It’s time to turn the guitars and the intensity up with the evolution of Dammit Goldie. In January, the Hamilton, Ontario act released their latest single, “Medusa,” a heavy dose of post-hardcore and pop-punk that is probably the group’s most intense track. It fits well within the context of the sound the quartet has been developing over the last few years, particularly since the release of their 2020 single “Low Then Up.” Punk and hard rock motivate these men, a talented bunch including singer Josh Smith, guitarist Evan Cannavicci, drummer Tommy Metcalfe, and bassist Cam Watson.
“Medusa” is the latest in a string of singles the guys have released over the last few years. It is the follow-up to their 2022 cuts “Something’s Missing” and “Moods.” They continue to define themselves and their sound with each passing single, but you can easily trace the band’s evolution from single to single. Within the context of hardcore and punk rock, they do their best to be experimental while still grasping the classic spirit of punk rock.
To hear some more about their influences and some of the music they hold in very high esteem, the members of Dammit Goldie join us today for a session of Stereo Six, in which they run down six albums that have played a prominent role in forming and shaping their sound.
1. No-Cash – Run Your Pockets (2003, Morphius Records)
Evan Cannavicci: “This album has been the most influential in all my songwriting since I heard it roughly 20 years ago. It took a very simple genre and made it abrasive, fast and chaotic. It taught me that aggressive music could have some structure to it. That you can harness that energy and make a dope song out of it.
“Prior to this album, I was still relatively new to song structuring, especially structuring a punk tune. Hardcore punk and crust punk isn’t music that is generally written for listeners to go, ‘oh wow, did you hear what they did there?’ It’s more, so it elicits the feeling. Structure is thrown to the wayside. This album taught me the importance of structure, the importance of a riff and how punk can also be a type of music that you admire for its musicality.”
2. Maximum The Hormone – Bu-ikikaesu (2007, VAP)
Cannavicci: “It’s not often that bands can find their sound and perfect it. It’s even rarer that a band finds multiple sounds and does the same. This album does it. It’s an amalgamation of so many genres that it can become confusing to listeners. It’s heavy, catchy, and it’s goofy. It’s got some groove, and it’s outright weird. It’s everything I like in music. It taught me that music doesn’t need to have a label and that it doesn’t need to fit neatly in a box. Sometimes it can fit in many boxes and still sound great.
“When I write, I struggle sometimes with the notion that what I’m writing won’t fit Dammit Goldie; this album takes the idea that a band needs to find a lane and stay in it and flips it on its head. I take a lot more chances with my songwriting after hearing this album.”
3. Deftones – Around the Fur (1997, Maverick Records)
Tommy Metcalfe: “Big riffs, big drums. Discovering this album was huge for me and definitely informs the way I approach Dammit Goldie. Abe Cunningham can be big and heavy, but also dynamically driven. He’s a guy that plays with metal-ish riffs while only using a single bass drum pedal which I relate too.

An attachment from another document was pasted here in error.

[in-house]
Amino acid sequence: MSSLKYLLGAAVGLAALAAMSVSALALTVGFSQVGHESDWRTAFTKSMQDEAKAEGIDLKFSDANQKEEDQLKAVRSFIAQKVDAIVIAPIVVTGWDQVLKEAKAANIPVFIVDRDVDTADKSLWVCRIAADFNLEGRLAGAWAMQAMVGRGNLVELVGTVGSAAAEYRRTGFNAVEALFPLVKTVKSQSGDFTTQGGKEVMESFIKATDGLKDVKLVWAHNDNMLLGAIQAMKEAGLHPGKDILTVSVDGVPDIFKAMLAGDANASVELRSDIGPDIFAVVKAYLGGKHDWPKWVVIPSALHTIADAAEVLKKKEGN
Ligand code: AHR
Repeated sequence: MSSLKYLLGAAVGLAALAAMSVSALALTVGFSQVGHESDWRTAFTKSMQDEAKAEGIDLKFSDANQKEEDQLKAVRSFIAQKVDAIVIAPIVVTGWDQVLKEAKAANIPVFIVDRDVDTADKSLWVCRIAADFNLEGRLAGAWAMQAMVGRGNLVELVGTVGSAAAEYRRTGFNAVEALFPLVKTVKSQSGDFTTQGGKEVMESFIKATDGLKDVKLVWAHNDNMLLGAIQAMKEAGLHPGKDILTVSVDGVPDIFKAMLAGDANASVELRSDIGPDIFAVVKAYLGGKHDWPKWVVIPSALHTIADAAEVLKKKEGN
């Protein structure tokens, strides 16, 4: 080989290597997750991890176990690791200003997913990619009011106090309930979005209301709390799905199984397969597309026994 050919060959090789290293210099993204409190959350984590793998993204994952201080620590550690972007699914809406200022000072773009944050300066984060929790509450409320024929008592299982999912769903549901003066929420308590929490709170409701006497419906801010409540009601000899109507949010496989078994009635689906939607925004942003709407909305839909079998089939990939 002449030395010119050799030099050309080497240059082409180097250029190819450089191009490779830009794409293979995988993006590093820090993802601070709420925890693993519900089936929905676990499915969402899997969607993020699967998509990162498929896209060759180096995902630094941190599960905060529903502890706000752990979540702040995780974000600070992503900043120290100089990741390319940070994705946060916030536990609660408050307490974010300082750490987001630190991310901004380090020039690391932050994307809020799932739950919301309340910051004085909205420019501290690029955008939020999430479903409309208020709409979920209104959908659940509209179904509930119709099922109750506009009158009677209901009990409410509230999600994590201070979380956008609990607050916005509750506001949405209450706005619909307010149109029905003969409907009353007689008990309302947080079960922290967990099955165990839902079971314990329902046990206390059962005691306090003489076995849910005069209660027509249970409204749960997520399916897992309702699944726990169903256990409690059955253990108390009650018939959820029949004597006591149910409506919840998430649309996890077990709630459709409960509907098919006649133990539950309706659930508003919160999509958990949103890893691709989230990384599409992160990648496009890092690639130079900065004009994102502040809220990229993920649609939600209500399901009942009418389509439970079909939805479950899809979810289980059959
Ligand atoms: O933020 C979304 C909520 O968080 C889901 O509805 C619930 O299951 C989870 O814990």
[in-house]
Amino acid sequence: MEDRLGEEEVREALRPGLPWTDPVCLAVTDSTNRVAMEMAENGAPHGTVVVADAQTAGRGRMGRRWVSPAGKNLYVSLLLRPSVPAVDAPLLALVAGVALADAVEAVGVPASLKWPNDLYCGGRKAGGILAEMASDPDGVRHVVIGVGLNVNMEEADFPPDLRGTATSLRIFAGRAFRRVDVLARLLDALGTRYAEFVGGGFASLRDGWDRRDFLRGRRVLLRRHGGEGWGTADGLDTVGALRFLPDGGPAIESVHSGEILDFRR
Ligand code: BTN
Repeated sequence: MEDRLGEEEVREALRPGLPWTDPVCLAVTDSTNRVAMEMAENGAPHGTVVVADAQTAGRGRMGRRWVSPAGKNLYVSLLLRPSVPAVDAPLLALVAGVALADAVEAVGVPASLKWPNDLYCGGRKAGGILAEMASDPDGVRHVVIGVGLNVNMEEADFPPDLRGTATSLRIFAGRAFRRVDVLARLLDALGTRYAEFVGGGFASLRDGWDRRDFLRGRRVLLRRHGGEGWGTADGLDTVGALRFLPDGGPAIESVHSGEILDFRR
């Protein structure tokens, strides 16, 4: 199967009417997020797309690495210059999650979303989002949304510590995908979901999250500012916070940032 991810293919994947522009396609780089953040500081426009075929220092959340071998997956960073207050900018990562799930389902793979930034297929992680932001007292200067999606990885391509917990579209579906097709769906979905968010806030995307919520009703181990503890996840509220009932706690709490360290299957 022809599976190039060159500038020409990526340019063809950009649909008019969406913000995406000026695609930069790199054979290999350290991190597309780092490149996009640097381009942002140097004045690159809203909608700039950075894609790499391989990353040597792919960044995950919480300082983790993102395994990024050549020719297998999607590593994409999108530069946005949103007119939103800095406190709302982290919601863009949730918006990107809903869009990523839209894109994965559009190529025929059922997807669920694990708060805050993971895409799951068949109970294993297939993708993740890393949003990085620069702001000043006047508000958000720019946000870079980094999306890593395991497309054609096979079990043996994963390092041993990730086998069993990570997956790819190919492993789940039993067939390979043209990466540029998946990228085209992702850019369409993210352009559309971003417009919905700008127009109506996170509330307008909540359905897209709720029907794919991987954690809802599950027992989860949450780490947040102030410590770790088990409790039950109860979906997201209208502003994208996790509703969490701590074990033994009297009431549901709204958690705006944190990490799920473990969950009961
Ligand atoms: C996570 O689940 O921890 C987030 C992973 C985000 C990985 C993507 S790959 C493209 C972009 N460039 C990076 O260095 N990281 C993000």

“Our songs can differ in sound, but my approach always stays the same. Compliment the song. This album does that well. It can be soft in parts but also super intense. The time signatures stay relatively simple, yet the patterns used can be super interesting. It can be fast and grinding at times but also slow and heavy. All of this was an influence on the process.”
4. Faith No More – Angel Dust (1992, Slash Records)
Josh Smith: “Discovering these guys felt like a gift. Their first album, The Real Thing, was amazing. Dynamic. Was enjoyable from start to finish. So many different styles. Then bam, their second album is wildly different and so cool, was a big FUCK YOU to their label, who wanted them to basically repeat what they did on the first album. Mike Patton is one of the best vocalists ever. Check out basically anything he’s a part of. One of my other favourites being Mr. Bungle’s self-titled albums. Crazy shit for when it came out. One of my favourite songs is ‘My Ass is On Fire.’ Mike Patton is definitely a huge inspiration for me.”
5. Falling In Reverse – Fashionably Late (2013, Epitaph Records)
Smith: “So I was a fan of early Escape the Fate. The singer from the first album went to jail and later started Falling in Reverse. Since the first album, The Drug in Me is You came out, I have been a huge fan. But when Fashionably Late came out, I was blown away. They added rap, the breakdowns got heavier and more complex, the solos got crazier, the fact that it goes from hardcore to rap to pop to punk rock to dubstep all on one album blew me away. Ronnie’s vocal abilities are unreal. The last handful of singles they’ve put out are really great too. Check out ‘Watch The World Burn.’”
6. Periphery – Periphery IV: Hail Stan (2019, eOne Records)
Cam Watson: “I took a lot from these recordings. I love the way their bass player Nolly (Adam Getgood) plays, his tone, and the way his lines fit nicely together with both guitars and drums. His sound on this album was something that I had in mind when deciding what I wanted mine to be, fitting nicely in the mix while also having a character of its own. I also really admire his time feel and consistency. I put a lot of practice in before hitting the studio with a pick and without to make sure I could nail every part as consistently as possible regardless of how I played it.”